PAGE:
Page 21 - Jewish Book Annual Volume 41

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It is clear tha t the city — once central to Jews, writers, and
American experience — seems to have failed us. Critics respond
to the theme by claiming tha t con temporary writers offer a sharp
reduc tion o f hum an experience compared with earlier classic
writers. Bellow himself proposes the issue and claims tha t the cul­
tu re ’s failures focus in its urban miseries. In such a situation, what
w riter can be expected to focus his talents and produce an urban
version o f the grea t American novel? O ther themes and situations
will attract the writer, Bellow suggests, and only those like him
who are inextricably linked to the city will find it necessary to keep
on trying to accomplish this thankless task. It may be tha t this is
not a time for the epic realism o f the classic u rban American Jew ­
ish novel. The imperial city does not provide the appropriate con­
ditions. What after all can an American writer com prehend about
an ancient city like Bucharest, even if his wife does come from
there? Yet ou r comprehension o f the fate o f cities and ou r cul­
tural crisis is sharpened by what he sees the re on a visit with h er to
h e r dying mother.
Implicit in this formulation as it affects American Jewish writ­
ers is a question about the fu tu re o f a kind o f writing that has held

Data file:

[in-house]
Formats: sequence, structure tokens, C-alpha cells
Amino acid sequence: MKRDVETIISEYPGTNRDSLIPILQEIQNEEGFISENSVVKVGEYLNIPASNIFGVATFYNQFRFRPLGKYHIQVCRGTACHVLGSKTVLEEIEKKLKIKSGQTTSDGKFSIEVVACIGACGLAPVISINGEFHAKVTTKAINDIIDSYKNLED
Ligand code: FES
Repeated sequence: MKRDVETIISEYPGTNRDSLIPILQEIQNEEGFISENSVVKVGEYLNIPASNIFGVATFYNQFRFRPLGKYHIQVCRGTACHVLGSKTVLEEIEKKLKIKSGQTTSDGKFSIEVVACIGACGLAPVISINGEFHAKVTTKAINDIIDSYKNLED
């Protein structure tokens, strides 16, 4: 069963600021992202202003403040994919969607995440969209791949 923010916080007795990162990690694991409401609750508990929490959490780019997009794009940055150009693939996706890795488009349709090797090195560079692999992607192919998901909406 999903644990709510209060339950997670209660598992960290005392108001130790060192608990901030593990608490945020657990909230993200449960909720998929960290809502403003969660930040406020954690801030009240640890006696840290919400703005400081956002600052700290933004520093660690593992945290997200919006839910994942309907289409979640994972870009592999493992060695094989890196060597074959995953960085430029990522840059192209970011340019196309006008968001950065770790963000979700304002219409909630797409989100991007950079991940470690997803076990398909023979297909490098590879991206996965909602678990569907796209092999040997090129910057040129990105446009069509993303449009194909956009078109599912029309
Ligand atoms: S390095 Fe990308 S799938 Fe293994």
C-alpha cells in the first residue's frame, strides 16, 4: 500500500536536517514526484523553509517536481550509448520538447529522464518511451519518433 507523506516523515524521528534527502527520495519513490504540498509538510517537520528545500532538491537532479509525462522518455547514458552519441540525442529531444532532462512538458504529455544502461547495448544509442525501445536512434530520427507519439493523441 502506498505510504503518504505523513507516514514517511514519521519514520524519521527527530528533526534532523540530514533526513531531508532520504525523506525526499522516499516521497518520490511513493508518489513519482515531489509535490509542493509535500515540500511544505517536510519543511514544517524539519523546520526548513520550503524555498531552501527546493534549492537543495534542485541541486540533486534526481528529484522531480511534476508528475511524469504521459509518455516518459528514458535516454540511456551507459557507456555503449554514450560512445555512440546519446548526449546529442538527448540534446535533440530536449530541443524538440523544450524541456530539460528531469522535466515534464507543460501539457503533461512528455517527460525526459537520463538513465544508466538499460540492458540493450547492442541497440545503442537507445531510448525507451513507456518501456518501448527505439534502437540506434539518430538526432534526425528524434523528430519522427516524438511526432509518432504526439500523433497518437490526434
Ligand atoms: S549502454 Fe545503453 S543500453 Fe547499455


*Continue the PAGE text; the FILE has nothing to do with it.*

cen ter stage in American literary history for almost a generation.
I f the city is finished as a viable American force, does tha t mean
the American Jewish w riter’s hegemony is also over? Given Philip
Roth’s capacity to amuse us about the suburbs, will that ex tend to
o the r writers? or will we recognize his achievement as intimately
connected with the urban situation by contrast with the suburban
world o f New Jersey tha t fills so many o f his books? Are the Jews
o f the suburbs interesting enough to be written about? and can
the ir lives provide the cultural richness needed for the em er­
gence o f writers able and willing to chronicle the ir experience?11
And what values are available to the writer committed to a world
o f mostly private experience? Will the failure o f the city mean the
failure o f fiction? or are there fictional possibilities to be garnered
even in the city’s decay?
These questions focus the formal issue as well. T here are o ther
ewish American writers responding to the crisis o f the western
11 See Sol Gittleman,
From Shtetl to Suburbia, The Family in Jewish Literary
Boston: Beacon Press, 1978, especially chapter VII.